[cnn-photo-caption image=http://i2.cdn.turner.com/cnn/2009/images/10/19/the.shriver.report.jpg caption="For the first time in history, women make up half of the U.S. workforce and are the primary or co-breadwinners in nearly two-thirds of all American families. Forty years ago, women made up only one-third of all workers."]
New York Times
FINALLY! I hear we’re all living in a women’s world now.
For the first time, women make up half the work force. The Shriver Report, out just last week, found that mothers are the major breadwinners in 40 percent of families. We have a female speaker of the House and a female secretary of state. Thirty-two women have served as governors. Thirty-eight have served as senators. Four out of eight Ivy League presidents are women.
Great news, right? Well, not exactly. In fact, it couldn’t be more spectacularly misleading.
The truth is, women haven’t come nearly as far as we would have predicted 25 years ago. Somewhere along the line, especially in recent years, progress for women has stalled. And attitudes have taken a giant leap backward.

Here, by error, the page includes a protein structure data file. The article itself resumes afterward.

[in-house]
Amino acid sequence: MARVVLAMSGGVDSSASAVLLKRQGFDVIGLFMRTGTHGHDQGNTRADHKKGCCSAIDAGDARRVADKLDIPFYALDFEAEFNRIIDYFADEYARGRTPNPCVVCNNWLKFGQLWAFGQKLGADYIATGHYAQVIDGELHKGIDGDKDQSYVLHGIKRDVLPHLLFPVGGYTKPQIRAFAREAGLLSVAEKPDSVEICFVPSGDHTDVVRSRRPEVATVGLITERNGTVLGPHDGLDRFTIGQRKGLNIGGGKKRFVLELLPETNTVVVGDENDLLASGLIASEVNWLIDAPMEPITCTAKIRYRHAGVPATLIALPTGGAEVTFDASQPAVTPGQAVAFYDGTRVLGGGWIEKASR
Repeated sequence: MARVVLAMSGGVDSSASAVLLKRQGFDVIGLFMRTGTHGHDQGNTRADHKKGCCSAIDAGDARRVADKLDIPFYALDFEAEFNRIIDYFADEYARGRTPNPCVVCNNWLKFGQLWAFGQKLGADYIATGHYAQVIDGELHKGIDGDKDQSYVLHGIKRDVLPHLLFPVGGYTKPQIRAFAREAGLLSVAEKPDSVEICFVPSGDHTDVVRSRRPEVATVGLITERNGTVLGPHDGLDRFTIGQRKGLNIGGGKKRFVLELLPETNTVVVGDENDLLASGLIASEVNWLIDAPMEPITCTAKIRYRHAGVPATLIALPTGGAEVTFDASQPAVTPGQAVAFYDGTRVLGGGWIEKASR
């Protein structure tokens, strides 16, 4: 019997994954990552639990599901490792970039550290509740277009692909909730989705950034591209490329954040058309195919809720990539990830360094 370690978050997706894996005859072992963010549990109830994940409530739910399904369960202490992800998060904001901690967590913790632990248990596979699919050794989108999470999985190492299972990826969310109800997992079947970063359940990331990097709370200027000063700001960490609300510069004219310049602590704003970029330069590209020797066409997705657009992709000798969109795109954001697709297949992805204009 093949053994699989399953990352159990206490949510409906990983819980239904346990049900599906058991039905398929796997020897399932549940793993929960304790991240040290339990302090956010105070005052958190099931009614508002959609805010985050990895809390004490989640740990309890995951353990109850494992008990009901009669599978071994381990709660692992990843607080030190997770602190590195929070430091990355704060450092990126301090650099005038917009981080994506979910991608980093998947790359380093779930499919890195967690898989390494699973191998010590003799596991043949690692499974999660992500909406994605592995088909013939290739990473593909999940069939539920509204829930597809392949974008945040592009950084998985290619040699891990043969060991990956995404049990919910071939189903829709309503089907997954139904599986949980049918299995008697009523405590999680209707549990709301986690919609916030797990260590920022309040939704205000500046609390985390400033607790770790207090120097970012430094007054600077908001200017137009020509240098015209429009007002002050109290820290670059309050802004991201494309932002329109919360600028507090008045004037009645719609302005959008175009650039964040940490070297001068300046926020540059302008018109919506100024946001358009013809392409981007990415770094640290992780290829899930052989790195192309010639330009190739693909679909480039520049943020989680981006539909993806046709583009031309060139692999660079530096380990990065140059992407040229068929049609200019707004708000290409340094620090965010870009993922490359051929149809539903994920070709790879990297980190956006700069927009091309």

Mailman School of Public Health
Current debate over health care priorities and how best to pay for them presents a critical opportunity to improve women’s health throughout the life span—before pregnancy, during the child-raising years, and as productive seniors. We have a window of opportunity to establish a comprehensive standard of health for American women—a standard that enables women to attain good health in their childhood and adolescence, maintain good health during their reproductive years, and age well.
A new analysis published by the Columbia University Mailman
School of Public Health makes a case for a comprehensive “wellwoman standard of care” and underscores why such a standard must include reproductive health. The analysis makes a scientific, data-driven case that reproductive health is a key determinant of women’s overall health, and therefore, that the treatments and services that promote reproductive health should therefore be part of any national health plan.
Society benefits from healthy women who can participate fully in family, workforce, and community life and therefore, must make health care investments that permit girls to grow into healthy women. Moreover, because a woman’s health in childhood ultimately affects her pregnancies, children also benefit directly from such health care investments.